Rakhigarhi now the biggest Harappan site after two new mounds discovered
The discovery in January of two new mounds at the ancient Harappan site of Rakhigarhi in Haryana, India, now makes it the largest known site of the Harappan (Indus Valley) civilisation, even outdoing the well-known site of Mohenjo-daro in Pakistan.
The Harappan or Indus Valley Civilisation is one of the three oldest urban civilisations, along with Egypt and Mesopotamia, but it is the least understood. Its script is yet to be deciphered, and the knowledge of social structures and life during that period is scant. Rakhigarhi promises to change this as new discoveries continue to be made. It is one of the few Harappan sites which has an unbroken history of settlement—Early Harappan farming communities from 6000 to 4500 BC, followed by the Early Mature Harappan urbanisation phase from 4500 to 3000 BC, and then the highly urbanised Mature Harappan era from 3000 BC to the mysterious collapse of the civilisation around 1800 BC. That’s more than 4,000 years of ancient human history packed into its rich soil.
Until now, experts believed that Mohenjo-daro in Pakistan was the largest among the 2,000 Harappan sites known to exist in India, Pakistan and Afghanistan. The archaeological remains at Mohenjo-daro extend around 300 hectares. However, with the discovery of two more mounds, adding to the seven mounds already discovered, the total area of the archaeological site of Rakhigarhi now measures 350 hectares. The two newly-discovered mounds spread over 25 hectares each and are situated to the east and west of the main site. Unfortunately, much of the mounds have been destroyed for cultivation.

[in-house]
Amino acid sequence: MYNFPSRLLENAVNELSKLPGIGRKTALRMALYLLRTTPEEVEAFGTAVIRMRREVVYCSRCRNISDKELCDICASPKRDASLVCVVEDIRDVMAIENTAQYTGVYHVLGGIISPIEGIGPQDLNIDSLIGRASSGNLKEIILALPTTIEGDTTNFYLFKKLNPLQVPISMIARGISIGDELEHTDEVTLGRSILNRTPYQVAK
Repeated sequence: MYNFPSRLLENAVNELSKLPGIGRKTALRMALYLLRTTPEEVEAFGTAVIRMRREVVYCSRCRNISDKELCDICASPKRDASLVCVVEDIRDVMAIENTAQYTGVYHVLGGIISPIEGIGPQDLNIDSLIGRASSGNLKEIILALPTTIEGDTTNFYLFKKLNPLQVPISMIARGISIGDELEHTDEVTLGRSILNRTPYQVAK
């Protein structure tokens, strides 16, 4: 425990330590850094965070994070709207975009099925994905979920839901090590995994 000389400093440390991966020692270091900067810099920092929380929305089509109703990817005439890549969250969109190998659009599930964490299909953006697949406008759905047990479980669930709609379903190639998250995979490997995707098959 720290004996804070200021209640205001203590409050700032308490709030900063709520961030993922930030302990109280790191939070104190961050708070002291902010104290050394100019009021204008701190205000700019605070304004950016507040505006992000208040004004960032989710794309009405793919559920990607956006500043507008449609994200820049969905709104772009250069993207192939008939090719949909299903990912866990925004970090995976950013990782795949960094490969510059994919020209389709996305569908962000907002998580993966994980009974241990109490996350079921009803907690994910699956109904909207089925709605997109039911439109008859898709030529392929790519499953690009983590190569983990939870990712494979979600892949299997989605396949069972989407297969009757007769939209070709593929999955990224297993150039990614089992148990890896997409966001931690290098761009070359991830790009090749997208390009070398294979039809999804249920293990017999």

The newly discovered mound situated to the west of Rakhigarhi. Photo credit: Vasant Shinde
“Our discovery makes Rakhigarhi the biggest Harappan site, bigger than Mohenjo-daro. The two new mounds show that the Rakhigarhi site was quite extensive. They have the same material as the main site. So they are part of the main site. On the surface of mound nine, we noticed some burnt clay clots and circular furnaces, indicating this was the industrial area of the Harappan site of Rakhigarhi,” said Dr Shinde, a specialist in Harappan civilisation and Director of the current excavation at Rakhigarhi.
Rakhigarhi, India. Photo source
Recent excavations at the newly-discovered and pre-existing mounds have also revealed a cornucopia of ancient artefacts including terracotta bangles; pottery pieces; a seal and a pot shard, both inscribed with the Harappan script; pot shards painted with geometric designs; and terracotta animal figurines, all belonging to the Mature Harappan phase of the civilisation. In addition, five trenches around the mounds have revealed residential rooms, a bathroom with a soak jar, drainages, a hearth, and a platform, all built with mud bricks. The rest of the ancient Harappan site of Rakhigarhi still lies buried under the present-day village, with several hundred houses built on the archaeological remains.
Ancient India during the Harappan era had one of the largest populations in the ancient world, far greater than the Middle East or Europe. It had the largest number of cities of any region of the time. Its urban culture spread over a larger area than any contemporary civilisation, being greater in size than Mesopotamia and Egypt put together, extending from what is now the coast of Iran to Mumbai, and from the Amu Darya River in Afghanistan to the West to the Ganga in India to the East. Discoveries, like those that have just taken place in Rakhigarhi, help to unravel the lives and culture of the people making up the once great and powerful Indus Valley civilisation.
Featured image: Excavation at Rakhigarhi. Photo credit: Global Heritage Network